In exactly six months, my wife Arminta and I will set off on our own Malawian adventure!

The Presbyterian Church in Canada (where I happen to work) does a considerable amount of work in Malawi. In addition to funding several projects through PWS&D, we have anywhere from five to ten staff in the country working with our partner, the Blantyre Synod of the Church of Central Africa Presbyterian (CCAP).

We will be travelling with several other Presbyterians from across Canada on a two-week “study tour” of Malawi in and around Blantyre.

We are beyond excited about this trip. While both of have traveled overseas before, neither of us have been to Africa – and we haven’t really traveled at all since our honeymoon a decade ago – and that was just to Maine, so it doesn’t really count.

I’ll likely blog more about this as the time gets nearer, but now that it is all confirmed, I wanted to make the “official” announcement.

I posted an update here: http://colincarmichael.ca/malawi-trip-update/

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Introducing Subscribe: Facebook changes the game again…

Wednesday, September 14th, 2011

It’s a big week for Facebook. With their annual developer conference coming up, they’ve rolled out a few new features including “Smart Friend Lists” which I hadn’t even had a chance to write about here before today’s HUGE news: you can now subscribe to a personal profile’s public updates without having to friend them.

Here’s how it works. As you browse around the site, you’ll notice that some users have a button at the top of their profile that says ‘Subscribe’. Click it, and you’ll start seeing that user’s status updates in your News Feed, just as if you were their Facebook friend. But there’s a big difference: unlike normal Facebook friends, the people you subscribe to don’t have to approve your subscription request, and there’s no limit on how many people can subscribe to any given user.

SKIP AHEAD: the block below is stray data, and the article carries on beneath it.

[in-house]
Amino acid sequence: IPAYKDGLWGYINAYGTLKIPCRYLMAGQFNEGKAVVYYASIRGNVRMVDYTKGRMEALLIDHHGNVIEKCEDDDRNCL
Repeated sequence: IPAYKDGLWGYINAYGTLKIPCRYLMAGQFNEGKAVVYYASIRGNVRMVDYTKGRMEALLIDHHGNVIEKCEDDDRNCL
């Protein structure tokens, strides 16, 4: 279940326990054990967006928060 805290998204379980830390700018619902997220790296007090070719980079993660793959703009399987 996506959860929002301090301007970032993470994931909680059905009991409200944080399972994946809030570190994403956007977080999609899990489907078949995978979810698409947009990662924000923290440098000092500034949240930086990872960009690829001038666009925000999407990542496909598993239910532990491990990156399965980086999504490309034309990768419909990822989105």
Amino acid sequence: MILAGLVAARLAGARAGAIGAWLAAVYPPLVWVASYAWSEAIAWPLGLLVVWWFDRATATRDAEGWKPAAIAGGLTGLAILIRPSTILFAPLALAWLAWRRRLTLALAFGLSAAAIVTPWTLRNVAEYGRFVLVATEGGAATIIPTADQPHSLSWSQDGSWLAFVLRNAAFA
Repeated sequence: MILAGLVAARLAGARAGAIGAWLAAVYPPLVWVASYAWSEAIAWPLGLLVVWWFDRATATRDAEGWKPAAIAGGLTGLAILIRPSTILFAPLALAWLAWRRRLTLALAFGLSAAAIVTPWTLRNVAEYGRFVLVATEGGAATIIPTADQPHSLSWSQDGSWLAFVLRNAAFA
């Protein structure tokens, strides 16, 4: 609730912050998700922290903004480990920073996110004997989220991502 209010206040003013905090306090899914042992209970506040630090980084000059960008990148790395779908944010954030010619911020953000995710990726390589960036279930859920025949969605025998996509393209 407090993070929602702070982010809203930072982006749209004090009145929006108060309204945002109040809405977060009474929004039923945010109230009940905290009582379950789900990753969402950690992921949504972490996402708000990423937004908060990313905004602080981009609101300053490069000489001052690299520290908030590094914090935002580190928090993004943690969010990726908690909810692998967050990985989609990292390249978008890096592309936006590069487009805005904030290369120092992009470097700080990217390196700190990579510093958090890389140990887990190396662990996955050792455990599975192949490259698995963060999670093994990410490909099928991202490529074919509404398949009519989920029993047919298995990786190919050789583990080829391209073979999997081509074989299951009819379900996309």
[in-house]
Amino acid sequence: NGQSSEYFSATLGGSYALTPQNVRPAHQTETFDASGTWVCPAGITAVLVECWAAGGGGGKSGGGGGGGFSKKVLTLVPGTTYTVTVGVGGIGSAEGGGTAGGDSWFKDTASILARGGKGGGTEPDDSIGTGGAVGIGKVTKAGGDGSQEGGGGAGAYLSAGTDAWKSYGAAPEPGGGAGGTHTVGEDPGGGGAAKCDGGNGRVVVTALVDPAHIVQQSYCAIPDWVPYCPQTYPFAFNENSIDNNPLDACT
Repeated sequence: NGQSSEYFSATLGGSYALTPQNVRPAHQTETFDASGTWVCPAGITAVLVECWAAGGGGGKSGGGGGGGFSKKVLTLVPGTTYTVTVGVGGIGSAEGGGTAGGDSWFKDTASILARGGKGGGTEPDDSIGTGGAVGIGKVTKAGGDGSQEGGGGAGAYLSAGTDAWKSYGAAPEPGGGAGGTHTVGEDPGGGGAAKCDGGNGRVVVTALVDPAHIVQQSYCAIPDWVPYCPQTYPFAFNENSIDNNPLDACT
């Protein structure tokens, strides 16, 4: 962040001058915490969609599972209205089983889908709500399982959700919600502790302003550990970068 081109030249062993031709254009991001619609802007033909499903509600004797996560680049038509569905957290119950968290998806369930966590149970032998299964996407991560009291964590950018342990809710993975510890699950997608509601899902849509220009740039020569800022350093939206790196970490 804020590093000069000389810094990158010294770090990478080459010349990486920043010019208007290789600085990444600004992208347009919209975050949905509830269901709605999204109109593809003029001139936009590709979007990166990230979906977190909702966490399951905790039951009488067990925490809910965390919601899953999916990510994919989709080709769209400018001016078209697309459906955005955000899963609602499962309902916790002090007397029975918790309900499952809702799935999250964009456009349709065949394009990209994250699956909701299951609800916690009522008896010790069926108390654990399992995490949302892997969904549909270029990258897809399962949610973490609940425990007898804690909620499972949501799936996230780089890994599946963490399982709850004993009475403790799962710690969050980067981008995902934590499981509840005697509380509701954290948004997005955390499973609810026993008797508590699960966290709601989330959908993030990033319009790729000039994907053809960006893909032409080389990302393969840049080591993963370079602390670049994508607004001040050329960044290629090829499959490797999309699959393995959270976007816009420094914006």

Of course, Facebook has offered a similar feature called Pages for years now, which was meant for nearly the same thing (you’ll find that many journalists and politicians have already created Facebook Pages… because that’s what Facebook told them to do). The difference here, Facebook says, is that users no longer have to maintain two separate entities; they can just use the site’s sharing settings to decide which content they want to share very broadly, and what will only be shared with friends.

via Facebook Launches Twitter-Like ‘Subscriptions’, Lets You Share With Unlimited Users | TechCrunch.

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Easy as Riding a Bike? Yeah, right…

Monday, September 12th, 2011

I tried twice this summer to teach my almost 6-year-old to ride her new bike without training wheels. Both outings were epic failures leaving both of tired and frustrated.

Imagine my envy when I came across this little story from one my favourite parenting bloggers…

..at the tender age of three years and 10 months, he just learned how to ride his bike without training wheels.

I’m super proud of him, but actually, I can’t really take any credit for teaching him.

The only person who taught Nico is Nico. Seriously. Other than that last twenty minutes or so this morning, when my oldest son Marco and I repeatedly yelled, “Pedal!!!” and “Keep moving!!!”, no one taught Nico any bike riding skills.

via How I Didn’t Teach My Three-Year-Old Son to Ride His Bike Without Training Wheels | Playborhood.